SMITH: Well, you're going to get lectured, though, and you're going to - it sure feels like the tea party folks are the ones who are pulling the wagon.
REID: Well, they're not pulling it in Nevada and I was elected from the state of Nevada. I have great respect for our system. I'm going to Washington again. We're going to finish this lame duck and then we're going to start a new Congress and work together to move this country along.
SMITH: Was passing health care reform a mistake?
REID: Oh, of course not. Think about what we did with this. We have 50 million people that had no health insurance. What we did is reduced the debt by $1.3 trillion. We've extended the life of Medicare for 12 years. We've - the doughnut hole is basically filled. We did all these wonderful things that we had to do. The insurance industry was breaking America. Breaking America.
SMITH: Well, but-
REID: And so, of course, of course, we had no choice, we had to do this.
SMITH: But, you also understand that the Republicans' top agenda item to dismantle health care. So we shall see what happens. Harry Reid, thank you very much for taking the time to speak with us this morning.
REID: You're sure welcome.
SMITH: Do appreciate it.
Here is a full transcript of Smith's interview with Cantor:
HARRY SMITH: Virginia Congressman Eric Cantor, currently the Republican Whip, easily defeated his opponent last night. He joins us now from Washington. Mr. Cantor, good morning.
ERIC CANTOR: Harry, good morning.
[ON-SCREEN HEADLINE: Campaign 2010; GOP Rolls to Historic Night]
SMITH: It was interesting, I'm watching all these talking heads into the wee hours of this morning. And, you know, the big headline is the Republicans have taken control of Congress, at least the House of Representatives. But, I'm not sure if it's the Republicans or the tea party has taken control. As far as you are concerned, who is it?
CANTOR: Well, Harry, the people of this country spoke out loudly and clearly last night and what they said is they want a government that starts to listen to them again. And the first order of business has got to be a Congress that focuses on the number one priority, which is more jobs for more Americans. That's what last night is about, a rejection of the policies that have been going on thus far in this administration because it just hasn't done the job.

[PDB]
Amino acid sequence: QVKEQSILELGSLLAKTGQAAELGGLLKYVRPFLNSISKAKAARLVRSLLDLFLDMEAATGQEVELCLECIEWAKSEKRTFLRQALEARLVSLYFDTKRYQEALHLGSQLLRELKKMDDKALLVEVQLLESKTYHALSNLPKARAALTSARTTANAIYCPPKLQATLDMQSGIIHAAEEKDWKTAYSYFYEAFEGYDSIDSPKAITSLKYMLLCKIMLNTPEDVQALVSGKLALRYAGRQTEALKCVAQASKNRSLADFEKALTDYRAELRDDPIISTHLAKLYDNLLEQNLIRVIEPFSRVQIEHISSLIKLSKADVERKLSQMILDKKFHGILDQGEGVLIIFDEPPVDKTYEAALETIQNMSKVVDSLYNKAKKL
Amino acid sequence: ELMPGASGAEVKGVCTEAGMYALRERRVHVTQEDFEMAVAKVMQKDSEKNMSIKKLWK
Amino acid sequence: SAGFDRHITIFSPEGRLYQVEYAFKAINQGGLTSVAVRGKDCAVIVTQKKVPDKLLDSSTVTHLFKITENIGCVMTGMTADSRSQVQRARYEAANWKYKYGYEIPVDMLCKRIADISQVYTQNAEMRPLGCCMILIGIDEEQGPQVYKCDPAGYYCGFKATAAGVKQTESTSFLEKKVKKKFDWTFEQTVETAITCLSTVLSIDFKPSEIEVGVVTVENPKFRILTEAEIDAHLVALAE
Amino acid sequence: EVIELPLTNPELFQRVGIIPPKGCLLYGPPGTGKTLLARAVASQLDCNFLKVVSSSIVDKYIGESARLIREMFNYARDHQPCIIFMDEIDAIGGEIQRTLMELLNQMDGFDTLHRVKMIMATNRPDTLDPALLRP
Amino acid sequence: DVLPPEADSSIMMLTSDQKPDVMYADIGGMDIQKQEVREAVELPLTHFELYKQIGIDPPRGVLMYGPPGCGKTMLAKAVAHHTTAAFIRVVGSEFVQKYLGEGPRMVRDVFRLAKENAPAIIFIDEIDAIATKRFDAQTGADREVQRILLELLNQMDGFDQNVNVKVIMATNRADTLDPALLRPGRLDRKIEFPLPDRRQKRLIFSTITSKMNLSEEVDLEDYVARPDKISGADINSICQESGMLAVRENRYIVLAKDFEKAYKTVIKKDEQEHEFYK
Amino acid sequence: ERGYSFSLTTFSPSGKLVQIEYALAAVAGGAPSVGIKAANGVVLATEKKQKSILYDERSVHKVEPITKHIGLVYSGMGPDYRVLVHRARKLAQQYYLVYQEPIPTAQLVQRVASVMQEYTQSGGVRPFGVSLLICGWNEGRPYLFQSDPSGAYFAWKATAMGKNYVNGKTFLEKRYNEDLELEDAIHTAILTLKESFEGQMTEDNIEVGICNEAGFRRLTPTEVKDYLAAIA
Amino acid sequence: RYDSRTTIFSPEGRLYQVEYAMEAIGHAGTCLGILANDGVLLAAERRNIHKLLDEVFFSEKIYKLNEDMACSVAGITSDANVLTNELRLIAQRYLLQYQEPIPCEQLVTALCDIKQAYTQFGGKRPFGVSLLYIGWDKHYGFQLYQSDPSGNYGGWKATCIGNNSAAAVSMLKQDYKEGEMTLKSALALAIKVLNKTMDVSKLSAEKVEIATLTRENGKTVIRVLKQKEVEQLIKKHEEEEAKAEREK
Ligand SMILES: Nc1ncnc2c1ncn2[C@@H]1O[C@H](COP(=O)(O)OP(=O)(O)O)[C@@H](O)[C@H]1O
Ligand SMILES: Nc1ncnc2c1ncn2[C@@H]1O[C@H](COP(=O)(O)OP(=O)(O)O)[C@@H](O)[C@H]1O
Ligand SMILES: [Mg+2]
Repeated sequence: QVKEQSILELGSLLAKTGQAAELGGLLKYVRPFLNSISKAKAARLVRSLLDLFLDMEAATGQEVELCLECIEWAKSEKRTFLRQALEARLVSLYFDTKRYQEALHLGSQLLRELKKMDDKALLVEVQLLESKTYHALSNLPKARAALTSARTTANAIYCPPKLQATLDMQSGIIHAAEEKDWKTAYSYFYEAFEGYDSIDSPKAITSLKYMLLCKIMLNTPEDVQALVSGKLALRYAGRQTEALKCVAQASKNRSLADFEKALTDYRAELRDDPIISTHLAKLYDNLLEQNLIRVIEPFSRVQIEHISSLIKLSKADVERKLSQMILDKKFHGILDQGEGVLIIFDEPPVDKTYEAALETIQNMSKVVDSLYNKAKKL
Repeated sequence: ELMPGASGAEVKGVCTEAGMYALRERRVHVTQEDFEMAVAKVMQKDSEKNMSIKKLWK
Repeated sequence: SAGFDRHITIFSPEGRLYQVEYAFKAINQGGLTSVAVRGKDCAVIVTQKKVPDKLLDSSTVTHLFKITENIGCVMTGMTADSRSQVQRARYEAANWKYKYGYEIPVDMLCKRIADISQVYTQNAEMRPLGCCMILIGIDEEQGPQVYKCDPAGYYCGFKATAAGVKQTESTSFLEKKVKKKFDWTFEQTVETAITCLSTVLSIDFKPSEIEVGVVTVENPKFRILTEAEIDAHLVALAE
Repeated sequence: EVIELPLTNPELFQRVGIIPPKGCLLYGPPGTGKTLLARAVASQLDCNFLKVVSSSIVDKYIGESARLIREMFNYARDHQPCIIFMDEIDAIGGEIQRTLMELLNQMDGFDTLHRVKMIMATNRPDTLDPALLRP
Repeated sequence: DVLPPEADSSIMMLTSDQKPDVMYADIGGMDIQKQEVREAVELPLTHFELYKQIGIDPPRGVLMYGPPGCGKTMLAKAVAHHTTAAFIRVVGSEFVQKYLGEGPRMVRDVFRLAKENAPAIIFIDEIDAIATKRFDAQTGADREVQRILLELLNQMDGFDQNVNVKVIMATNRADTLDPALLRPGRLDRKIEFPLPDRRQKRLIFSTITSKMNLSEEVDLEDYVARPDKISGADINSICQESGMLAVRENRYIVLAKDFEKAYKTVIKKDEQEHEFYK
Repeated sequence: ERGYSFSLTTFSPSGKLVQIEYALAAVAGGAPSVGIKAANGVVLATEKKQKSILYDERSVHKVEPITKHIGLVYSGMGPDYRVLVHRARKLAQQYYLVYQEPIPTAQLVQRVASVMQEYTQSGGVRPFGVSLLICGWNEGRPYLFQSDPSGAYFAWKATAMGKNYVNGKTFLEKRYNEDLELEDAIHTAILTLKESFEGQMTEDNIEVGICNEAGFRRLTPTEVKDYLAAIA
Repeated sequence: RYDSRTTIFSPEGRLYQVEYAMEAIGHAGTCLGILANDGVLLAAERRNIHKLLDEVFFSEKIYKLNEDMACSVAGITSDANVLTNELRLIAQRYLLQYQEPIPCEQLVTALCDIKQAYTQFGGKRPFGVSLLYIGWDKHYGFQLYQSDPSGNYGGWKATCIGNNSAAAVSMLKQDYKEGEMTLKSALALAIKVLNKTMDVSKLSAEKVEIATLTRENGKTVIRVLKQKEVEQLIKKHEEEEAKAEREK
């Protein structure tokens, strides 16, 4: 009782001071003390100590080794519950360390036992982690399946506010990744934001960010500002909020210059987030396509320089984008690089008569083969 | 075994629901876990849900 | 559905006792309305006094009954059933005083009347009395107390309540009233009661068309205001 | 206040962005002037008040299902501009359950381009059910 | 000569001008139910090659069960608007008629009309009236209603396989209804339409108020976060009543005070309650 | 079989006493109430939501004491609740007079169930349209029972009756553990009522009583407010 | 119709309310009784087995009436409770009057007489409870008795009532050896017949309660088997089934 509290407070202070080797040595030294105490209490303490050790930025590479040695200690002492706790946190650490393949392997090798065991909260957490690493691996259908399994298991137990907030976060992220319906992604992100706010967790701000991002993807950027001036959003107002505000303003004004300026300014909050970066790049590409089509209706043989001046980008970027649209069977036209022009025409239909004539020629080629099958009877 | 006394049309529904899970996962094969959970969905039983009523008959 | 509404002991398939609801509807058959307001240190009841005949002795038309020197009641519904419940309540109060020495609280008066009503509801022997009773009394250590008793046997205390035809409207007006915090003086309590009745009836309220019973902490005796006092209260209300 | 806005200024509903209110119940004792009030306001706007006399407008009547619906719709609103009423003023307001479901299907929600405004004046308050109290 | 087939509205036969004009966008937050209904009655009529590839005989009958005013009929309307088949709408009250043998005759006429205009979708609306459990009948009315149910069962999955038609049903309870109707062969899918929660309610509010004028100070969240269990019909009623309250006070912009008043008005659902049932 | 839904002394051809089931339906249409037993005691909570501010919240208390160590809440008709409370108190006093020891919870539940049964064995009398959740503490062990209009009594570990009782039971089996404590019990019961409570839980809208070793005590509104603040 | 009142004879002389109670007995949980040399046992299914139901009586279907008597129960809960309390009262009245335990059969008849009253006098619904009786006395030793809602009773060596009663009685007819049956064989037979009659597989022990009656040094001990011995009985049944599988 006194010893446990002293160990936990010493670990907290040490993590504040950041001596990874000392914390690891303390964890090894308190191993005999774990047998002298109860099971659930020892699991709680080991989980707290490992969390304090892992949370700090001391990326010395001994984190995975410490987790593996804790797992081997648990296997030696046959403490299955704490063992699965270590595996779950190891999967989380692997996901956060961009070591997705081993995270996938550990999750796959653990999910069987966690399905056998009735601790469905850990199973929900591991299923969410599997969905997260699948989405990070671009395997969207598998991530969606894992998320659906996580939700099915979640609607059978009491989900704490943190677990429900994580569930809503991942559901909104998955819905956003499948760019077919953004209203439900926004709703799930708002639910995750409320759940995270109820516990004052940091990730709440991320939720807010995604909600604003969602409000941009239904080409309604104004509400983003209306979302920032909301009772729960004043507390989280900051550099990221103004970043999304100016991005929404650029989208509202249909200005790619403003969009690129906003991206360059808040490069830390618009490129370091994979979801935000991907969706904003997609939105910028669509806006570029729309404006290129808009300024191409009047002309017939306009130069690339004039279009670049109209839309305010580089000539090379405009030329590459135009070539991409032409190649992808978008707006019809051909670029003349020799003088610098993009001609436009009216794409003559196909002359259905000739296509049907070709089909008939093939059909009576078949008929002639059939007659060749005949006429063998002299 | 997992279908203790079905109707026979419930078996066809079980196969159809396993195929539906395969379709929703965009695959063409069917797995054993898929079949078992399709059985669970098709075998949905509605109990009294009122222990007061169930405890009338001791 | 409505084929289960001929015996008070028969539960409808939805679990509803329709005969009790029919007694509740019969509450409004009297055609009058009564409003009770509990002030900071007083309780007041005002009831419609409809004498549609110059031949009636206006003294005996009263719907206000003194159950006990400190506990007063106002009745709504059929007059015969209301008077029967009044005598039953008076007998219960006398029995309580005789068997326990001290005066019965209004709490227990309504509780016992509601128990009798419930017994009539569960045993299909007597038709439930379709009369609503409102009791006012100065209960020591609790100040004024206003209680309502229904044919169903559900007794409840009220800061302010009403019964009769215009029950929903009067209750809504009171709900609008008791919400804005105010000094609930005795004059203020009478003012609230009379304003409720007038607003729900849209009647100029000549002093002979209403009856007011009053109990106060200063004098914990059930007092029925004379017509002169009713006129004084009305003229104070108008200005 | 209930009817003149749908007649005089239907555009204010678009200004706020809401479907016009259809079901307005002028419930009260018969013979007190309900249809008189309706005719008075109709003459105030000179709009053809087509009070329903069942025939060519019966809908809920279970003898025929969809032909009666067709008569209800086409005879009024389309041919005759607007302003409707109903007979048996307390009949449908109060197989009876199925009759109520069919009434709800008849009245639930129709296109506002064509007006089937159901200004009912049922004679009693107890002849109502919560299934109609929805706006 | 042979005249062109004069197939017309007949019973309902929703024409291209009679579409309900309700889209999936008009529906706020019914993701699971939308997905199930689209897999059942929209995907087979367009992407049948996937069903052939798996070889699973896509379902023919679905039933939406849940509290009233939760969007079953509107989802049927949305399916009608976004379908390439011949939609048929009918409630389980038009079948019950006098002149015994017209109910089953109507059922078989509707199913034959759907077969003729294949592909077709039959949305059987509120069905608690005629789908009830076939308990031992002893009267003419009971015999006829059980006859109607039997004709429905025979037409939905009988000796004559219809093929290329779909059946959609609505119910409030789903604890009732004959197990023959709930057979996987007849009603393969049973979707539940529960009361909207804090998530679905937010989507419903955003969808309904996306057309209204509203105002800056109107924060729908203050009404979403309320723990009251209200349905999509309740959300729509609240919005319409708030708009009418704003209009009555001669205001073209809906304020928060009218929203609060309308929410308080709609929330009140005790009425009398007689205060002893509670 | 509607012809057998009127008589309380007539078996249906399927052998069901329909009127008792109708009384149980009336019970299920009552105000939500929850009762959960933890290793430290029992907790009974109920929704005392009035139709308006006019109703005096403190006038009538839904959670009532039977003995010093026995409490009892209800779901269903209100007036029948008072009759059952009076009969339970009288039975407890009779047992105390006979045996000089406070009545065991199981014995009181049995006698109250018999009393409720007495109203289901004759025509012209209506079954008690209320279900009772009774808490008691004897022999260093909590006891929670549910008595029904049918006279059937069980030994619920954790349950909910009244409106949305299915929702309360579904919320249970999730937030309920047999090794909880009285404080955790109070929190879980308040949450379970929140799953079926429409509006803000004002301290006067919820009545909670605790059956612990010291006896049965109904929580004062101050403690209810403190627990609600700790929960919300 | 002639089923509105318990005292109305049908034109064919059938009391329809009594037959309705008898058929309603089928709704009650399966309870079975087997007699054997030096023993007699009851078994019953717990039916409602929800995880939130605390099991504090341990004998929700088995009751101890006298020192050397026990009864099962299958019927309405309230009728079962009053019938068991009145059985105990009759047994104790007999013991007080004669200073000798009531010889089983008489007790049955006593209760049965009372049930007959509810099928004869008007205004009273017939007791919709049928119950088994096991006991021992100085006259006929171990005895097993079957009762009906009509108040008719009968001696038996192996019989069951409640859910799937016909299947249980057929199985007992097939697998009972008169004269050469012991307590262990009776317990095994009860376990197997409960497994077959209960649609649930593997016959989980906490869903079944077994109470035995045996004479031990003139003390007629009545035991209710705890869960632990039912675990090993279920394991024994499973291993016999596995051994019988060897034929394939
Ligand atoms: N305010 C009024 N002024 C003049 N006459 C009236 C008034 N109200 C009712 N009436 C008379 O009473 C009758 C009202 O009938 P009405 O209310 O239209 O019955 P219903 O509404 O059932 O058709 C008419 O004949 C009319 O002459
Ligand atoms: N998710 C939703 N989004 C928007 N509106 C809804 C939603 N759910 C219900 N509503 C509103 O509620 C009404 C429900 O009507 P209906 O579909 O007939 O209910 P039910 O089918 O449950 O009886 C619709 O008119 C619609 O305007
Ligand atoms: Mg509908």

SMITH: So the equation then is lower taxes, lower the deficit, and the jobs will come flooding in?
CANTOR: No, the equation is certainly that people want to see results and they understand sustainable job growth comes from the private sector, from small businesses. They also - they also are seeing that this government has grown too big and they want to see Washington go on a diet just like they have.
SMITH: One of the things that the tea party talked about so much over the last couple of months is that their number one priority would be repealing health care reform. Is - are the Republicans and the tea party of one voice on that?
CANTOR: Yes, Harry. We want to repeal health care. But, let's remember for a second what tea party stands for, it's 'Taxed Enough Already.' Folks involved with the tea party are interested in seeing fiscal discipline restored in Washington first. They, like everyone else, want to see a limited government so that we can see the private sector kick back into gear and jobs grow again.
SMITH: Well, as long as we're still talking about the tea party, one of the tea party folks last night - early this morning, I should say, was talking about the Republican establishment and he said 'we're not the ones who are on probation, it's the Republicans, it's the old guard who's going to be tested here.' They're on probation. Do you feel the heat?
CANTOR: Listen, there's no question, there isn't a lot of confidence focused on the Republicans yet. And, in fact, last night's results are indicative that people in this country just are outright rejecting the agenda of the Obama administration. It isn't necessarily a vote of confidence for Republican leadership. So, we've got a job to do. We've been given a second chance and a golden opportunity to prove that we, as Republicans, are committed to a constitutionally limited government.
SMITH: Wow, constitutionally limited government, would that include a balanced budget amendment?
CANTOR: Well, that would include, certainly, a commitment for us to get the budget balanced. You know, a constitutional amendment takes years and years to happen and I don't think the American people are going to wait that long. Because, you know what, they're not given that kind of time in their own finances around their own kitchen tables. So we've got to get right to work. and I think what you'll see out of a Republican-led house is a regular diet, every week, of bringing bills to the floor that actually begin to cut the federal deficit.
SMITH: Sure going to be interesting to watch. Congressman Eric Cantor. Congratulations. Thanks very much for taking the time to be with us this morning.
CANTOR: Thank you, Harry.
SMITH: You bet.
-Kyle Drennen is a news analyst at the Media Research Center. You can follow him on Twitter here.